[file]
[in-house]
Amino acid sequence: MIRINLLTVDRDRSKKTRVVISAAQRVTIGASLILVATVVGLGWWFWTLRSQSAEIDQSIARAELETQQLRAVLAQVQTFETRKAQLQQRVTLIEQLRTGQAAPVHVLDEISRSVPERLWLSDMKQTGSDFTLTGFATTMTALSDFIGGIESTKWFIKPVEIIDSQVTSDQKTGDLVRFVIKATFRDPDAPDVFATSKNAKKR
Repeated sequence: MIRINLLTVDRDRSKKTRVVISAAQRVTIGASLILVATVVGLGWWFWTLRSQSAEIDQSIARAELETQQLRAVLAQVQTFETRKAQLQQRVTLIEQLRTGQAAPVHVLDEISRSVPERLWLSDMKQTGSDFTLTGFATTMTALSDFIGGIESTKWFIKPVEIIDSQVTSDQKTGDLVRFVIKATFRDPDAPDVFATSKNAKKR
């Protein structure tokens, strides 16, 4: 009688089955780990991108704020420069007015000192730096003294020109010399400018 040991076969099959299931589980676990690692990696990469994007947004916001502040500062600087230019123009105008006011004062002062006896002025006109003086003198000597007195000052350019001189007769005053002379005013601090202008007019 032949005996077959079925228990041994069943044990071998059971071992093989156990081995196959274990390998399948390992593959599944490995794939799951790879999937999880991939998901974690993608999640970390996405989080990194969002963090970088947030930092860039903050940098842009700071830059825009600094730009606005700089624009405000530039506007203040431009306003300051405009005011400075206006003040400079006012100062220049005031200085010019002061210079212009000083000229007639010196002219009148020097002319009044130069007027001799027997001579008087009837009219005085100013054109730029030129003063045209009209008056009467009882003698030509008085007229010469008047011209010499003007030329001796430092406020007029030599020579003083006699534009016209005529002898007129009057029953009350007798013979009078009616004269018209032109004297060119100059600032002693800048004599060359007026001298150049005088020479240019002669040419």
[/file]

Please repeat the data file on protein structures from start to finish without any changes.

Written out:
[in-house]
Amino acid sequence: MIRINLLTVDRDRSKKTRVVISAAQRVTIGASLILVATVVGLGWWFWTLRSQSAEIDQSIARAELETQQLRAVLAQVQTFETRKAQLQQRVTLIEQLRTGQAAPVHVLDEISRSVPERLWLSDMKQTGSDFTLTGFATTMTALSDFIGGIESTKWFIKPVEIIDSQVTSDQKTGDLVRFVIKATFRDPDAPDVFATSKNAKKR
Repeated sequence: MIRINLLTVDRDRSKKTRVVISAAQRVTIGASLILVATVVGLGWWFWTLRSQSAEIDQSIARAELETQQLRAVLAQVQTFETRKAQLQQRVTLIEQLRTGQAAPVHVLDEISRSVPERLWLSDMKQTGSDFTLTGFATTMTALSDFIGGIESTKWFIKPVEIIDSQVTSDQKTGDLVRFVIKATFRDPDAPDVFATSKNAKKR
């Protein structure tokens, strides 16, 4: 009688089955780990991108704020420069007015000192730096003294020109010399400018 040991076969099959299931589980676990690692990696990469994007947004916001502040500062600087230019123009105008006011004062002062006896002025006109003086003198000597007195000052350019001189007769005053002379005013601090202008007019 032949005996077959079925228990041994069943044990071998059971071992093989156990081995196959274990390998399948390992593959599944490995794939799951790879999937999880991939998901974690993608999640970390996405989080990194969002963090970088947030930092860039903050940098842009700071830059825009600094730009606005700089624009405000530039506007203040431009306003300051405009005011400075206006003040400079006012100062220049005031200085010019002061210079212009000083000229007639010196002219009148020097002319009044130069007027001799027997001579008087009837009219005085100013054109730029030129003063045209009209008056009467009882003698030509008085007229010469008047011209010499003007030329001796430092406020007029030599020579003083006699534009016209005529002898007129009057029953009350007798013979009078009616004269018209032109004297060119100059600032002693800048004599060359007026001298150049005088020479240019002669040419």